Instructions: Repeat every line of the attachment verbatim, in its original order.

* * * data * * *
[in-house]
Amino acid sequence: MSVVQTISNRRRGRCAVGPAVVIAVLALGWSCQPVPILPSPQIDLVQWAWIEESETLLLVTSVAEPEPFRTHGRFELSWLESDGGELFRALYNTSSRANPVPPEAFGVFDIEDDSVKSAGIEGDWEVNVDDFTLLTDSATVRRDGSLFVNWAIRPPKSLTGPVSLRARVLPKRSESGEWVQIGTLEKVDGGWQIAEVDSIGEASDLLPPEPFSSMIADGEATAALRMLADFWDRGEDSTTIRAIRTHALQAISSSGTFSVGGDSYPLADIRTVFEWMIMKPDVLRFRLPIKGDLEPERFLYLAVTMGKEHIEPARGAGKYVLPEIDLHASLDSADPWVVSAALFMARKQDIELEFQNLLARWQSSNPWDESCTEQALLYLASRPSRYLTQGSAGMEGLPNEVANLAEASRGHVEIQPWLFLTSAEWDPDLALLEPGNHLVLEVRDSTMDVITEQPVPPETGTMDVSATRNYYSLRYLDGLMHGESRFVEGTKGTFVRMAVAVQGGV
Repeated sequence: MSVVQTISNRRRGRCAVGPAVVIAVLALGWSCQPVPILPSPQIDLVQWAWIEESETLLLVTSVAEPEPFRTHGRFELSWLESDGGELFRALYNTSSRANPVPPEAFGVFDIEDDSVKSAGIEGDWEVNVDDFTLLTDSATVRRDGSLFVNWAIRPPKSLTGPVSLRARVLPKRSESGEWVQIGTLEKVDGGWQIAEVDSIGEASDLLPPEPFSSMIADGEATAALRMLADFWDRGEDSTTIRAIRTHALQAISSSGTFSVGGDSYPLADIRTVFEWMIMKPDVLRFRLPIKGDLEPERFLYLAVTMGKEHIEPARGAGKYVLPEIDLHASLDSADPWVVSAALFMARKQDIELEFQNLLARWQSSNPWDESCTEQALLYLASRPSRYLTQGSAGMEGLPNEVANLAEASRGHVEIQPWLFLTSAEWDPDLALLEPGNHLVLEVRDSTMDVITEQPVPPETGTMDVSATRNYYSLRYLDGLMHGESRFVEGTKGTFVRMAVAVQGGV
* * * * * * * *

[in-house]
Amino acid sequence: MSVVQTISNRRRGRCAVGPAVVIAVLALGWSCQPVPILPSPQIDLVQWAWIEESETLLLVTSVAEPEPFRTHGRFELSWLESDGGELFRALYNTSSRANPVPPEAFGVFDIEDDSVKSAGIEGDWEVNVDDFTLLTDSATVRRDGSLFVNWAIRPPKSLTGPVSLRARVLPKRSESGEWVQIGTLEKVDGGWQIAEVDSIGEASDLLPPEPFSSMIADGEATAALRMLADFWDRGEDSTTIRAIRTHALQAISSSGTFSVGGDSYPLADIRTVFEWMIMKPDVLRFRLPIKGDLEPERFLYLAVTMGKEHIEPARGAGKYVLPEIDLHASLDSADPWVVSAALFMARKQDIELEFQNLLARWQSSNPWDESCTEQALLYLASRPSRYLTQGSAGMEGLPNEVANLAEASRGHVEIQPWLFLTSAEWDPDLALLEPGNHLVLEVRDSTMDVITEQPVPPETGTMDVSATRNYYSLRYLDGLMHGESRFVEGTKGTFVRMAVAVQGGV
Repeated sequence: MSVVQTISNRRRGRCAVGPAVVIAVLALGWSCQPVPILPSPQIDLVQWAWIEESETLLLVTSVAEPEPFRTHGRFELSWLESDGGELFRALYNTSSRANPVPPEAFGVFDIEDDSVKSAGIEGDWEVNVDDFTLLTDSATVRRDGSLFVNWAIRPPKSLTGPVSLRARVLPKRSESGEWVQIGTLEKVDGGWQIAEVDSIGEASDLLPPEPFSSMIADGEATAALRMLADFWDRGEDSTTIRAIRTHALQAISSSGTFSVGGDSYPLADIRTVFEWMIMKPDVLRFRLPIKGDLEPERFLYLAVTMGKEHIEPARGAGKYVLPEIDLHASLDSADPWVVSAALFMARKQDIELEFQNLLARWQSSNPWDESCTEQALLYLASRPSRYLTQGSAGMEGLPNEVANLAEASRGHVEIQPWLFLTSAEWDPDLALLEPGNHLVLEVRDSTMDVITEQPVPPETGTMDVSATRNYYSLRYLDGLMHGESRFVEGTKGTFVRMAVAVQGGV